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311's freak flag still flies high 

click to enlarge With a dozen albums from which to pull, 311 creates a new set list every night.
  • With a dozen albums from which to pull, 311 creates a new set list every night.

Veteran rap-reggae-rock outfit 311 are excited about their new album, Mosaic, which was released by BMG last month. But the band would be touring this summer even if they didn't have any new music to bring to the fans.

"We tour in summer, rain or shine," says singer Nick Hexum. "That's just what we do. We decided we were a touring band and we want to stay connected with our fans. We just refuse to be caught in that album cycle that some bands get caught in. We put touring first and, fortunately, our fans are there for us, whether we have a new album or not. But there's more excitement when you have a new album."

Although the group is now a dozen albums into their career, Mosaic is a record that Hexum believes will catch the ears of some who might have ignored earlier 311 music.

"I would say it's a big step forward as far as modernizing our sound," Hexum explains. "We wanted to pursue ideas and sounds that felt fresh and new, but there's classic elements in there with hip-hop and reggae and rockin' riffs."

Those elements will also allow the Mosaic songs to easily fit into the 311 live show, even though Hexum says it's hard to say which of those songs, or any others from the band's quarter-century-long catalog, will be played on any given night.

"We custom make the set each night," he says. "After doing this for so long, you kind of have a vibe for each town — there will be a lot of new people here, or it will be filled with old fans, that kind of thing. After sound check, we have a set list meeting where we get on one bus and talk it out. I think it would become stale if we had the same set every night," he adds. "If it's new to us, it's new to them and it keeps it fresh for everybody."

311 was formed in Omaha, Nebraska, in 1988, taking its name from the police code for indecent exposure. When Doug "SA" Martinez joined in 1992 to sing and work the turntables, the band's lineup of Hexum, guitarist Tim Mahoney, bassist Aaron "P-Nut" Wills and drummer Chad Sexton was set, seemingly for good.

"We've always felt we stumbled into a special chemistry with the five of us and we've stayed together," Hexum says. "The five of us, in 1992, loaded up in a Volkswagen van and a Buick Monte Carlo, and drove out to a little house in Van Nuys, California. That right there was all-for-one, one-for-all. It's always been the five guys in 311 and, hopefully, it always will be."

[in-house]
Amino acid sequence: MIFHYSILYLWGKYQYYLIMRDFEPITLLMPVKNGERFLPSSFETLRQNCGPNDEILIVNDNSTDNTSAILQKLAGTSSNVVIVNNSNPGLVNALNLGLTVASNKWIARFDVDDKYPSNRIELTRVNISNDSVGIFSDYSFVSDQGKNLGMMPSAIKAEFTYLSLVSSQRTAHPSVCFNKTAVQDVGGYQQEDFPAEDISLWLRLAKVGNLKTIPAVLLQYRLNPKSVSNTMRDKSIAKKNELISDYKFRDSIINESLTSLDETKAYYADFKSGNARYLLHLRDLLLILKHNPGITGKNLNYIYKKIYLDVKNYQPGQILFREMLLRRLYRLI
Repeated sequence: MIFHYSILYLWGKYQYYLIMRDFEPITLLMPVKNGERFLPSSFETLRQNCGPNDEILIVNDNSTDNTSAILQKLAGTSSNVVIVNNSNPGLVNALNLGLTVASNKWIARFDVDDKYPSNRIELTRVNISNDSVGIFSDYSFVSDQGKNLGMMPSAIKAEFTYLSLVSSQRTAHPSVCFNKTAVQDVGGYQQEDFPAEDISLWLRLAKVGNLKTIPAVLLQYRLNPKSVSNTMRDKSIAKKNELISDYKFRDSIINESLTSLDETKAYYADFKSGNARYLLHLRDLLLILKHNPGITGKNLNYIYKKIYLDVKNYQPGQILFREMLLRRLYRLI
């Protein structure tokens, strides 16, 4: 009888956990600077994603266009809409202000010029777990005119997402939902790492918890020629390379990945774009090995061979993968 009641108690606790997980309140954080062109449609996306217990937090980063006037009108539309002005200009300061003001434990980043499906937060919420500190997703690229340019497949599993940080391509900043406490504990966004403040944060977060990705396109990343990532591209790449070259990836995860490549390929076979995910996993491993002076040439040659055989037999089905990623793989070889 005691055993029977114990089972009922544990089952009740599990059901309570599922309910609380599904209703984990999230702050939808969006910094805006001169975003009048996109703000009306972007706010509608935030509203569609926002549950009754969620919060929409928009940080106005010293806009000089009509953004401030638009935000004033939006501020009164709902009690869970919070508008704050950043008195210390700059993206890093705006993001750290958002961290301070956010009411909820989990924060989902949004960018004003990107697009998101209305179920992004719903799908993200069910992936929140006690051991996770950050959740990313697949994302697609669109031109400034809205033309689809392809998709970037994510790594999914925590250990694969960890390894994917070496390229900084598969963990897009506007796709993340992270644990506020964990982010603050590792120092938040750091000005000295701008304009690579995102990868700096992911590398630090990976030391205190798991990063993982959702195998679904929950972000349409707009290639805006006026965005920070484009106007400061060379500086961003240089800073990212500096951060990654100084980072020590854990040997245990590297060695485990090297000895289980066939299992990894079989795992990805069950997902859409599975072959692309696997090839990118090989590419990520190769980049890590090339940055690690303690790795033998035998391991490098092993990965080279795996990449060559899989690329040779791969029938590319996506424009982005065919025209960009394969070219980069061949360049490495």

311 honed their sound on the group's 1993 debut album Music and 1994's Grassroots, before making its popular breakthrough with 1995's triple-platinum, self-titled third album that yielded the hit singles "Down" and "All Mixed Up."

"We came up at a time when grunge was really big," Hexum says. "I respected that music. But for me, it wasn't funky enough; to only have a rock influence felt very limiting to me. There were bands in California — the Red Hot Chili Peppers, Fishbone — that had a funky sound and they inspired us. But we had a separate mix with the dancehall reggae."

"Growing up in Nebraska, geographically, we were in the middle," he said. "But it seemed like musically we were in the middle too, with very long arms to reach out and pull in reggae from Jamaica, hip-hop from New York, punk from L.A., grunge from Seattle, and then bring them together."

Colorado fans also appreciate that 311 have been preaching the pro-pot gospel for decades and are now seeing that effort pay off with marijuana legalization in states across the country.

"Bands like us and Cypress Hill, we were carrying the cannabis flag when it was really risky to do that," Hexum says. "We had instances where we had cops on the side of the stage. We were conscientious objectors. We were about cannabis and using it there, to show the absurdity of the laws.

"I guess I didn't feel like this was going to happen in my lifetime," the singer admits. "I always thought it would happen eventually. 'I'm happy it happened when I'm still here."

Now, 311 is in the cannabis product business, with a vape pen called Uplifter set to go to market when marijuana becomes legal for recreational use in California. That's just one of the products Hexum is helping to design.

"It's fun to split up my time between making music and developing cannabis products, which is creative too," he says. "With recreational use in California starting next year, it's kind of like the Wild West where everybody's getting their piece of the pie. It's fun to be an entrepreneur and in a band that's been there all the way."

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